The development of ChatGPT and similar artificial intelligence (AI) tools have drawn mixed reactions among industry and government leaders, as well as members of the public worldwide. Some say the rise of AI serves as a stepping stone for further innovation, while others voiced concern over its potential threats to security and society as a whole.
While opinions vary, it is important to note that technology, in general, could be a double-edged sword. The risks and benefits of using technologies such as AI or blockchain are always present, and their success depends on whether the pros outweigh the cons.
This was the topic of discourse at the 2023 National Analytics and AI Summit in the Philippines on June 21, with Analytics Association of the Philippines (AAP) Co-Founder Dominic Ligot giving a detailed presentation on the possible impacts of AI on society as the technology slowly makes its way to the Philippine market.
Unbeknownst to many, the birth of AI did not happen when OpenAI developed ChatGPT, although the tool helped boost its popularity. Its fame, however, was tainted by the rise of misinformation and deepfakes on the internet, whose majority of active users come from Generations Z and Alpha, the age groups who are more than likely new to this technology. This gave AI a negative impression with global leaders scurrying to draft laws to curb the advanced technology’s possible negative impacts.
Despite this, Ligot believes AI would be beneficial and would get the recognition it deserves.
“It seemed like all the conferences were very positive, but do you find it odd that when AI finally took the stage, everyone was so negative about it? For me, that’s actually a good thing,” he said. “Because once upon a time, everyone was negative about the internet, and now, it’s second nature to everyone to be on the internet.”
Fears often come from uncertainty and the disruption of what humans are often used to, and AI brings that to the table.
Categorizing AI as discriminative and generative, Ligot said both technologies could benefit industries when used properly. The keynote speaker stopped short by saying that risks remain, stressing that of the two, generative AI is what people should be wary about.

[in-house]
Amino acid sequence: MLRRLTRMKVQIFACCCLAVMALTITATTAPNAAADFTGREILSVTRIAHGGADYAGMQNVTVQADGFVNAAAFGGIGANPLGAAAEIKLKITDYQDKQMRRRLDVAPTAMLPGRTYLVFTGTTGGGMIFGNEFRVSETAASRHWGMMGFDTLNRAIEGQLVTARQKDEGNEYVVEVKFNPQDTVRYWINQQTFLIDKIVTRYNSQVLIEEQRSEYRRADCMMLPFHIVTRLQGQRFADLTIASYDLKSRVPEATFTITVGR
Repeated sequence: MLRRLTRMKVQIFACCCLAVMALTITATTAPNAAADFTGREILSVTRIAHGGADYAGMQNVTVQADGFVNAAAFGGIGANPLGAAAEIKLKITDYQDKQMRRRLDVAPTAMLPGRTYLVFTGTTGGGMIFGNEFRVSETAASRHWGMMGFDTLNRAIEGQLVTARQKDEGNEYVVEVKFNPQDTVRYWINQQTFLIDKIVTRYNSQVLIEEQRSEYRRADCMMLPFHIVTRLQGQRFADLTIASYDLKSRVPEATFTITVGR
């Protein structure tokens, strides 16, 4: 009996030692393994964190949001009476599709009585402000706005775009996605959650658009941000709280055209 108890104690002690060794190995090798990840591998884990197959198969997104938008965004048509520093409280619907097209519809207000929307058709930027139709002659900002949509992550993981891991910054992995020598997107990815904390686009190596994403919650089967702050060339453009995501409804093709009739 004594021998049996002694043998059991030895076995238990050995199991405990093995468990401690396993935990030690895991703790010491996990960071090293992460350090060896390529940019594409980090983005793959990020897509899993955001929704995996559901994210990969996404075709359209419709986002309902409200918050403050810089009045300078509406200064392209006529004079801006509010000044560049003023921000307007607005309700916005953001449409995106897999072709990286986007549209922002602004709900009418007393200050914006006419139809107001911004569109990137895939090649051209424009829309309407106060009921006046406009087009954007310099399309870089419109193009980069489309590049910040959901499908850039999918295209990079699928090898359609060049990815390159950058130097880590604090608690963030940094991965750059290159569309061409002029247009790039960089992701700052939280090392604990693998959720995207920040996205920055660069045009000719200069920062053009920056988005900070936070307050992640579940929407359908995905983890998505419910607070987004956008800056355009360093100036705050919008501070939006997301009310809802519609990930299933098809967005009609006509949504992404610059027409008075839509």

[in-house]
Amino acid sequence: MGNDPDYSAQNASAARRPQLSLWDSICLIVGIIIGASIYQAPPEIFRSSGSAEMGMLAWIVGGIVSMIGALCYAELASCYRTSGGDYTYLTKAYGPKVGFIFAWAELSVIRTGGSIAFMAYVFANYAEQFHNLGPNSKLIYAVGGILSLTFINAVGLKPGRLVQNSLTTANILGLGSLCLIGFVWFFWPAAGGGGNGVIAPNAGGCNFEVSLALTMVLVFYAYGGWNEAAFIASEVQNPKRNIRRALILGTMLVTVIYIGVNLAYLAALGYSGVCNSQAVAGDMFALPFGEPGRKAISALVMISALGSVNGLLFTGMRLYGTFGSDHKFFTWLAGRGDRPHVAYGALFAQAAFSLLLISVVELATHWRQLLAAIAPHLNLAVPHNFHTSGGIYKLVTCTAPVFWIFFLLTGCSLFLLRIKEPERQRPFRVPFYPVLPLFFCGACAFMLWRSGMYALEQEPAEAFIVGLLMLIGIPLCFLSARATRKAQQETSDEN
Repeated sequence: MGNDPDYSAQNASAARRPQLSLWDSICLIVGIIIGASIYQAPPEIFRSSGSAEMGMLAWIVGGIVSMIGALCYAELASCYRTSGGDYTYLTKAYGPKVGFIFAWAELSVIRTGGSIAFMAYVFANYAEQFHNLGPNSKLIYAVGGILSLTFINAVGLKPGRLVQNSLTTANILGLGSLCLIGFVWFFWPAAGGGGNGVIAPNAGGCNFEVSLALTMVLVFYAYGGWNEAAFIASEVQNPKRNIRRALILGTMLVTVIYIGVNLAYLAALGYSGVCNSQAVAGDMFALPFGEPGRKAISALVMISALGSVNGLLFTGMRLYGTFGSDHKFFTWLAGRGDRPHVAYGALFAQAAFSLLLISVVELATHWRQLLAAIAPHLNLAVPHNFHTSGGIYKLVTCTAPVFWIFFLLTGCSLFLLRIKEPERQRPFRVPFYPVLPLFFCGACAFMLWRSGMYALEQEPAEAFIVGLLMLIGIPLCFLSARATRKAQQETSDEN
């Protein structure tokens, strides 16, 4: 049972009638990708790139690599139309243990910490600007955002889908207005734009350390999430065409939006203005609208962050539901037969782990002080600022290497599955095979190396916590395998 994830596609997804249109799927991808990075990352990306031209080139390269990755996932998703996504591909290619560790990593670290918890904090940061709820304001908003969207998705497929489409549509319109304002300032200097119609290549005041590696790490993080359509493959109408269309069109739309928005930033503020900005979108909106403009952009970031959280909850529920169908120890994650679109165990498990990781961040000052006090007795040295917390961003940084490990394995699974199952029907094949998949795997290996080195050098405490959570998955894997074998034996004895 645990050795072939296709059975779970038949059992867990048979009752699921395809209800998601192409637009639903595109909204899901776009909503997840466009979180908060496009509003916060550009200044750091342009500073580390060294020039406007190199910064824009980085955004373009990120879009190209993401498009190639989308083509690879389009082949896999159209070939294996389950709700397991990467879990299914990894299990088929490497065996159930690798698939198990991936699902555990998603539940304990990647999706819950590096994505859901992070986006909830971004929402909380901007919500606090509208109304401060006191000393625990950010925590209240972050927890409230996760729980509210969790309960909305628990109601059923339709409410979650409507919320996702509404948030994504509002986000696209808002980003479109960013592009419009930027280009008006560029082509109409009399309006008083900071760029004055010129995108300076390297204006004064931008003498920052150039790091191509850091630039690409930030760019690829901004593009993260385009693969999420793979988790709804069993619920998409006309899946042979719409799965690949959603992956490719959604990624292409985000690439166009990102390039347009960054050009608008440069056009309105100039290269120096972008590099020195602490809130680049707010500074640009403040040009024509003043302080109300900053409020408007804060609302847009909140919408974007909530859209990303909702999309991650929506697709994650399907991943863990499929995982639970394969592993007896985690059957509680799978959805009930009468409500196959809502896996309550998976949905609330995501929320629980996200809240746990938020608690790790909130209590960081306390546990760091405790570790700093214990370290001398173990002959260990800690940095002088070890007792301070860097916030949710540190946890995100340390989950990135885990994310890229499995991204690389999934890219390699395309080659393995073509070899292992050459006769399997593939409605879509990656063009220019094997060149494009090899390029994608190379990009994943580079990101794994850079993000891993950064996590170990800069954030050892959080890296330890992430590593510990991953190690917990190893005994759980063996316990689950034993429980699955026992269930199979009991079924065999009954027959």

Unlike discriminative AI, where the information produced only comes from data feed by users, generative AI works quite differently, as it produces more and newer data from what was initially given.
“And this is what’s exciting and also disturbing a lot of people because we’re not used to AI producing data,” Ligot noted. “We’re only used to AI receiving data.”
He added that over the past six months, this is what people could not grasp—that AI can do what humans can, and sometimes, even better. Despite this, Ligot highlighted that humans still hold the key to the success of AI, emphasizing that we are the ones feeding data into the technology.
Another point he mentioned was the need to carefully integrate AI, specifically generative, into other tools, stressing that this could make or break the technology. One example, he said, was OpenAI’s move to equate ChatGPT with a search engine.
“It’s not actually a good way of treating these models. Without getting into too many technicalities, ChatGPT is not a data-based; it’s not retreating data from someplace—it builds data,” Ligot said.
He noted that statistically, data being produced by generative AI are probable but not always factual, causing problems along the way.
“These are the problems with this generative systems; they’re not trained on producing factual data; they’re just trained on what looks correct—optically correct,” Ligot said.
What does the future hold?
While AI can be intimidating, nobody can deny its capabilities and what it could do more, raising questions about the impacts of such advanced technology on society.
One common issue that global economies face is the digital divide coming from technological developments, which one attendee from the event pointed out.
Ligot was asked whether AI would help address this woe and promote inclusivity.
While the AAP co-founder said he was optimistic that AI could help bridge the digital divide and promote inclusivity, nations should first address the common barriers that keep economies from leveraging the benefits this technology offers.
For the Philippines, Ligot said the biggest hurdle that the national government and public and private sectors should tackle is connectivity, which the Department of Information and Communications Technology (DICT) is currently working on.
“The rest will follow,” Ligot said, adding that once connectivity has been established, this would open a pathway for the Philippines to upskill, hire, and retain the right talents and lure private investors to invest in the country.
Meanwhile, when asked whether AI would replace humans in the labor sector, Ligot explained that replacements in the workplace are no longer new, and what the Philippine workforce should do is upskill their people.
“I think this binary thinking is what we need to let go of…It’s not AI versus humans but how it can work with humans,” he said.
Watch: Philippines set to become Asia’s digital nomad haven
New to blockchain? Check out ’s Blockchain for Beginners section, the ultimate resource guide to learn more about blockchain technology.